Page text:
Weddings, KISS and Kevin

Coming out of their Shells Poster

I saw my first concert in 1990, when my dad took me to see the Teenage Mutant Ninja Turtles play a white-hot set at the local Sub Base. That show was so good, that I didn’t have an inkling to see another concert until 6 years later, when I begged my mom to take me to see KISS at the Hartford Civic Center.


That poster really made this seem like a good idea.

Tickets weren’t cheap, so I felt a little guilty for asking, but the on-sale date’s proximity to my father’s wedding got my wheels turning:

Weddings sometimes take place in churcheschurches ask people for moneyI need moneywhy should they get all the money? Drunk people are terrible at money

It was the closest I ever came to an entrepreneurial breakthrough.

This burst of inspiration led to the development of a cup. It was a 32 oz plastic cyan cup stolen from my father’s cupboard and festooned with a sign—produced on my dad’s sweet ass dot matrix printer—that said “Send a kid to KISS.” Because I have balls the size of small grapefruits I never asked anyone if I could do it, just waited until the open bar got everyone drunk enough to open their wallets. One lady tried to turn me into my father and stepmother for allegedly ruining their wedding, but Dad and Linda felt like if this was the least amount of trouble I was going to cause, they were lucky. I’m happy to report that the cup was a rousing success.

This actually looks a little better than the real thing.

This actually looks a little better than the real thing.

Later that night, a well meaning family member dropped my stepsister, her cousin and me off at my father’s house while the other adults continued the party back at the hotel. We ate like the kind of royalty that ate at Domino’s, as my dad said he’d pay me back if I used some cup money to order pizza. I gladly ordered both pizza and wings. It was a great feeling. For that brief period of time, I was a real adult, paying my own way in this world—at least until my father paid me back.

Unfortunately, I wasn’t great at managing resources. That Domino’s delivery represented the balance of the food in the house and I have a medical condition that prevents me from leaving any pizza unfinished, so the closest thing we had to breakfast food was the sauce left inside the wing container. Since I had changed into my tuxedo back at the hotel, my street clothes got left behind and probably saw some things they wish they didn’t have to see. That morning marked the first time I got the chance to search my dad’s house for clothes and walk a mile in another man’s comically oversized shoes to get a can of chili from the local convenience store.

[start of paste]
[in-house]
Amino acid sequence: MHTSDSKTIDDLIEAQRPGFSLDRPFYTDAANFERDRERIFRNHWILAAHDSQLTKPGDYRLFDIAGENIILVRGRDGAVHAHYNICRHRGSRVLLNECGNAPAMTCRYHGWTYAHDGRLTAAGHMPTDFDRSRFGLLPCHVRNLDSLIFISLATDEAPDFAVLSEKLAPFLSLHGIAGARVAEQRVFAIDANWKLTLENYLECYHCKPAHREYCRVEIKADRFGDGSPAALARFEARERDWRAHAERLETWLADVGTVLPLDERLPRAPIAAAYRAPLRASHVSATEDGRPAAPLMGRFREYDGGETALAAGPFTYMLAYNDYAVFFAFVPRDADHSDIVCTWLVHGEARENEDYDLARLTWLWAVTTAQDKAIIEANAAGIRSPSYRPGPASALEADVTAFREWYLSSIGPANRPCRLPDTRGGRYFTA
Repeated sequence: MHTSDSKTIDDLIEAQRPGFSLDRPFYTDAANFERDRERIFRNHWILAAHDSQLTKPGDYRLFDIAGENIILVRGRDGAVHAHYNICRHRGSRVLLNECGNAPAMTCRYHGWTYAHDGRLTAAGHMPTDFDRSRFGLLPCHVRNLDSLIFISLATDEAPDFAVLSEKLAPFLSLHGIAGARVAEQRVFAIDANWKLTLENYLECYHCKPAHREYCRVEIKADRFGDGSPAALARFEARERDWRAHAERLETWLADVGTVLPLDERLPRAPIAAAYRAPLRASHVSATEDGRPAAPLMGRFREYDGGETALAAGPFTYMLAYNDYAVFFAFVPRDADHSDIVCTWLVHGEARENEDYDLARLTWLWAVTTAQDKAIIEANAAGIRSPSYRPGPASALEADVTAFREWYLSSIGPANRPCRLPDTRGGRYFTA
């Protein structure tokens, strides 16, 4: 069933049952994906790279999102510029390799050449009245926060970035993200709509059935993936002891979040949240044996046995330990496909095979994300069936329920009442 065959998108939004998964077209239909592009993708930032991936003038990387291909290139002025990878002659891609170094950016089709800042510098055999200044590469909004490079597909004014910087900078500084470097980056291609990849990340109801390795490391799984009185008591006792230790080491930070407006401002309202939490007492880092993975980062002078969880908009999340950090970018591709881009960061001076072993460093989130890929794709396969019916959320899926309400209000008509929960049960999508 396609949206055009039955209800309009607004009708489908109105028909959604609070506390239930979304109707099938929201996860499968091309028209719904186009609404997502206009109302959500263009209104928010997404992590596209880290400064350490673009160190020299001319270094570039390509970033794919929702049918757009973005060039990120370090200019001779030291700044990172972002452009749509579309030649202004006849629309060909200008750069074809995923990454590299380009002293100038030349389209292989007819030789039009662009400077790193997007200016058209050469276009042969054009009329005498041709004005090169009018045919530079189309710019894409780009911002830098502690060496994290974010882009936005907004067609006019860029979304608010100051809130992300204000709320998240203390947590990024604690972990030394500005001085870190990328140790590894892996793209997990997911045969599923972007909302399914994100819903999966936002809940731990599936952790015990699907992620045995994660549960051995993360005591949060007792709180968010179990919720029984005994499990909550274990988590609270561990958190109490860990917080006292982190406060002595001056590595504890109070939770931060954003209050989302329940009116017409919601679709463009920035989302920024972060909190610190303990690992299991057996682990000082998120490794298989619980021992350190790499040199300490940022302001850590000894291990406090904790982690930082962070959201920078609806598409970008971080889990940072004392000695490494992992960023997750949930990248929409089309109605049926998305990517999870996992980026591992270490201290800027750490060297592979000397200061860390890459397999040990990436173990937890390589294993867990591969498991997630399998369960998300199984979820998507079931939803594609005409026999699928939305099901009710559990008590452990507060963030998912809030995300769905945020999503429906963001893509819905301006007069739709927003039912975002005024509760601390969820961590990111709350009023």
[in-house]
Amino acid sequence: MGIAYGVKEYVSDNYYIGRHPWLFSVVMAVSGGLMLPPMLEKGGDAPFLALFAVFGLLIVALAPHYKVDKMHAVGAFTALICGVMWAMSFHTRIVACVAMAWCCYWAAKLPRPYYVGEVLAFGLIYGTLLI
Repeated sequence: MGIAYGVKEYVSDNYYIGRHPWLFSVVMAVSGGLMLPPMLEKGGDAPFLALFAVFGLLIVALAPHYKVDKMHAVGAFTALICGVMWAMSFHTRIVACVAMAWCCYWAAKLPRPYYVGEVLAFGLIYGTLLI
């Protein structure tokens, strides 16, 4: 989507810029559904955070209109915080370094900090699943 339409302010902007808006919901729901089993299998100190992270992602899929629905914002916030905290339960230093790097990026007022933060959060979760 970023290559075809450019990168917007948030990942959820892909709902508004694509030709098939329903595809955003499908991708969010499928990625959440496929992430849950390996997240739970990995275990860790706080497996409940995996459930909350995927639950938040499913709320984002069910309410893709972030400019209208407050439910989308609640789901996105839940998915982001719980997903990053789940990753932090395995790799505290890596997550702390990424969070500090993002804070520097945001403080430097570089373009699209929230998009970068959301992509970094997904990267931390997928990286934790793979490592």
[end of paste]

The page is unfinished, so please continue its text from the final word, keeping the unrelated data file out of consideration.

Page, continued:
I made it back to the house just in time for my grandfather to come pick me up, so I never ate that chili, which wasn’t much of tragedy. However, I got so excited to leave that I forgot my cup in my father’s entertainment center, effectively changing its function from “Send a Kid to KISS” to “Household Petty Cash.” It was gone by the time I came back next week, though I eventually brokered the release of one copy of Mortal Kombat Trilogy in lieu of the funds. Unfortunately, this fee did not take into account the $20 in pizza purchased with cup funds, but that’s my own fault for not getting it in writing. (For those wondering how much a 13 year old could make by passing around a cup at his father’s wedding, the answer is about $80. That’s $119 in 2014 money!)

My mother, taking pity on her son’s terrible money management skills, still bought me those KISS tickets. This was still pretty early in the reunion tour, so we didn’t get great seats, but we were there—I in a complete Ace Frehley costume, my mother in more sensible jeans.

(Note: If I can track down a picture of me in that costume, I’ll be sure to update this post)

It’s such a bizarre thing to see something you’ve only experienced on TV, especially back before HD. It took me about three songs to get used to the fact that this was really happening right in front of me (give or take a few yards). It was affecting enough that for my freshman year of high school, all I wore were KISS shirts. Luckily, I had a lot of them.